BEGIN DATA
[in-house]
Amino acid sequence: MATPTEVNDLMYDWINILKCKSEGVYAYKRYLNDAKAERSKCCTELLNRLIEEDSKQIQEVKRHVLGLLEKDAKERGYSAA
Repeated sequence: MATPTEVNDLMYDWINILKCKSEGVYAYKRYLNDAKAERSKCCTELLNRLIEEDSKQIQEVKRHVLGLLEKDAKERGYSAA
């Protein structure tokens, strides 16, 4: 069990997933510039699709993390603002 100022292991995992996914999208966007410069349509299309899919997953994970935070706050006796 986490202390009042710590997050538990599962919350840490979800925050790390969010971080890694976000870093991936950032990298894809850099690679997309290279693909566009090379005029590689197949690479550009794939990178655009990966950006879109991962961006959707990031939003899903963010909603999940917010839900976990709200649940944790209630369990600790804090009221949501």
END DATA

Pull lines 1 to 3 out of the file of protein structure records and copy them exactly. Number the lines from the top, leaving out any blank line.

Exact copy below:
[in-house]
Amino acid sequence: MATPTEVNDLMYDWINILKCKSEGVYAYKRYLNDAKAERSKCCTELLNRLIEEDSKQIQEVKRHVLGLLEKDAKERGYSAA
Repeated sequence: MATPTEVNDLMYDWINILKCKSEGVYAYKRYLNDAKAERSKCCTELLNRLIEEDSKQIQEVKRHVLGLLEKDAKERGYSAA